Ah! It would be lovely, wouldn’t it – if Manchester and the north west of England emerged as the new Florence and Tuscany of Europe? Just imagine cypress trees and vineyards scattered among the Pennine foothills and the Cheshire Gap. In A Calculated Life, Mancunians have adapted to a hotter climate and the region’s agricultural patterns have shifted dramatically. Thus climate change forms a backdrop to the novel.
Much to my surprise, the release of A Calculated Life has coincided with a long-awaited turning point in the debate on climate change. During the US presidential elections, climate change was conspicuous by its absence in political debate. But Hurricane Sandy has brought a turnaround in public attitude. Sandy hit the Caribbean and northeastern US, bringing chaos to the economic powerhouse of New York. Many US citizens and politicians are now forthright in linking this devastating event with man-made climate change.
Only last Tuesday, tv news anchors Cindy Michaels and Tony Consiglio resigned on air over unbalanced news reporting on Fox News; climate change denial being one of their chief concerns.
At the same time, UK accountancy firm PWC released its assessment of global efforts to reduce carbon emissions. They concluded that for four years the world has ‘hit repeatedly the snooze button’. According to Leo Johnson, partner for sustainability and climate change, ‘businesses, governments and communities across the world need to plan for a warming world – not just 2°C, but 4°C, or even 6°C.’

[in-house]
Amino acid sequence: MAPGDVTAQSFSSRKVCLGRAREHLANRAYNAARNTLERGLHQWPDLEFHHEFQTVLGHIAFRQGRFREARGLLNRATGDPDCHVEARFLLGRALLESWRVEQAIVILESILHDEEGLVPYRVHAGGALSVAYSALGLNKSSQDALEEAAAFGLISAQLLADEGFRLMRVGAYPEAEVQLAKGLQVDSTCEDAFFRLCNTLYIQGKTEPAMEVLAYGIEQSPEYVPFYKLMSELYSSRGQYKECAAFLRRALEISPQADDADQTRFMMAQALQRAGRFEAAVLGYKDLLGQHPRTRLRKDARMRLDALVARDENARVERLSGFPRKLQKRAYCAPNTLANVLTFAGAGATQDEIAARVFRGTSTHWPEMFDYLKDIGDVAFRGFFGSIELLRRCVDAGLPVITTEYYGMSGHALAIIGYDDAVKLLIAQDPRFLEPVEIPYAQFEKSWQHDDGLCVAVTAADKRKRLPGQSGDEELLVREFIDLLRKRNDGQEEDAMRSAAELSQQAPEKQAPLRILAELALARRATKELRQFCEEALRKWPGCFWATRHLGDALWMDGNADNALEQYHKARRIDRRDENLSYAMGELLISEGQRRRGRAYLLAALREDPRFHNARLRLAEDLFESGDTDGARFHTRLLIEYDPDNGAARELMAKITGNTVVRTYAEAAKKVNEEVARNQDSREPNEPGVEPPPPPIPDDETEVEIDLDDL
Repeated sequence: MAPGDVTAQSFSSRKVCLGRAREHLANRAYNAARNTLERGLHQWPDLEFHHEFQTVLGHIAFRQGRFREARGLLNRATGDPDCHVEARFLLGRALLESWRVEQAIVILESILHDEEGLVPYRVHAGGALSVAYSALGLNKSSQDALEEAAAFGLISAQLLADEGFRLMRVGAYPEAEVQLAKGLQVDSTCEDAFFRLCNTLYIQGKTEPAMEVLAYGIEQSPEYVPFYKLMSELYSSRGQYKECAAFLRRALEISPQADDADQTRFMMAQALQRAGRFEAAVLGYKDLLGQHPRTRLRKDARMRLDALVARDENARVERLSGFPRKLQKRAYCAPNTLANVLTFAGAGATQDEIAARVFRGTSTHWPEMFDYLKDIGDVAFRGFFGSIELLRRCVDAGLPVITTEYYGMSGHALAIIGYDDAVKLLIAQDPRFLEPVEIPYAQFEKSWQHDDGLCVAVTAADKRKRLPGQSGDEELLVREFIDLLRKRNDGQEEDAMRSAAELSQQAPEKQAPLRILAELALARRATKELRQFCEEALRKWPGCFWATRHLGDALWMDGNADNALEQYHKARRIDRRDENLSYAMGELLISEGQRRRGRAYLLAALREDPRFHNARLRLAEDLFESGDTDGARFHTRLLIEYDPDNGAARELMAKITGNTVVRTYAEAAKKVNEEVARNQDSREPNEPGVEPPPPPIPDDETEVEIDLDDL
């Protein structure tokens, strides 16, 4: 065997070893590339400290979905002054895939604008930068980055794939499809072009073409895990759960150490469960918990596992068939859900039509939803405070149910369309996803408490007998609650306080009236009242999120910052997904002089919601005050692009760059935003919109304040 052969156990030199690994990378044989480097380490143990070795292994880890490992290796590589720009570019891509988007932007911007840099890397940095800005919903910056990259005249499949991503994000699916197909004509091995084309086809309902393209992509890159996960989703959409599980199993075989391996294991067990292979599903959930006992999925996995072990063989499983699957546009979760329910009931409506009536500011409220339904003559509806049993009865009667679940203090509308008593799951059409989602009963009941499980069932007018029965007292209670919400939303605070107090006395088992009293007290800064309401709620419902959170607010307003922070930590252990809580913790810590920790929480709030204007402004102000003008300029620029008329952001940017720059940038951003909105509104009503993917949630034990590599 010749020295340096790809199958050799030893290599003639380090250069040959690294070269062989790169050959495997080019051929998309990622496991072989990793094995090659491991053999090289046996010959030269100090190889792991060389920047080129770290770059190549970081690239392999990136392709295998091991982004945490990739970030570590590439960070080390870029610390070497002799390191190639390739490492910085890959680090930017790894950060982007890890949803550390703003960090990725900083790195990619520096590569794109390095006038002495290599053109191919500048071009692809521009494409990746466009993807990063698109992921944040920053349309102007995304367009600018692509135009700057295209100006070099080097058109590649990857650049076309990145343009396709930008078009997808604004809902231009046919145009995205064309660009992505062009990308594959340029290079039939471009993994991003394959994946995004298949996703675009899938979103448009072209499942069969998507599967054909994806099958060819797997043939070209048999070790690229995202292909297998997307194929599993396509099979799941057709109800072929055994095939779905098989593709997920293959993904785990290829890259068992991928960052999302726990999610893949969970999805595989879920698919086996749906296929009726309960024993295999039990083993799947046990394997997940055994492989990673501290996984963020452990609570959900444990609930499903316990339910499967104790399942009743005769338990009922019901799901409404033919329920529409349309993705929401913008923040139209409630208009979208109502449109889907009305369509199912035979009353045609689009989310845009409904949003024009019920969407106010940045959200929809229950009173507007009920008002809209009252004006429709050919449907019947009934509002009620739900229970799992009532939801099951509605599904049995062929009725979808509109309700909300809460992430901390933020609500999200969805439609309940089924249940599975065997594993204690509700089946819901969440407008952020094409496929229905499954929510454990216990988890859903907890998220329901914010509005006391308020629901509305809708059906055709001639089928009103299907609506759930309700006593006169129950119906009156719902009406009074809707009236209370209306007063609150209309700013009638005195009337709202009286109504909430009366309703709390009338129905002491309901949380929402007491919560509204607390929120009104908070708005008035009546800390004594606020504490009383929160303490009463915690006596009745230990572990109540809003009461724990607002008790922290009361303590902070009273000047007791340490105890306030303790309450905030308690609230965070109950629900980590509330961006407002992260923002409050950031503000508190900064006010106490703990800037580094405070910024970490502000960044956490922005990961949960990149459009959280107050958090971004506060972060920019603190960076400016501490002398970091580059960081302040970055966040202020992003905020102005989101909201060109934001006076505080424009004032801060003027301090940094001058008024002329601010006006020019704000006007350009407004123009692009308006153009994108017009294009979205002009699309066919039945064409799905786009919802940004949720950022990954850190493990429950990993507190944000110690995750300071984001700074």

Sadly, the UK coalition government has failed to set carbon reduction targets in its Energy Bill.
This all sounds depressing, I know, but I’m personally making an effort to reduce my carbon footprint. For the past six years, I’ve been involved with a grassroots community project that aims to cut carbon emissions. You might like to take a look at what we’ve been up – Ashton Hayes Going Carbon Neutral Project. It’s been an amazing journey. We’ve cut our emissions by 23%, set up a renewable energy generation company and . . . we’ve had a lot of fun along the way.
As for the Florence-and-Tuscany scenario, I’m reminded of that saying: Be careful what you wish for.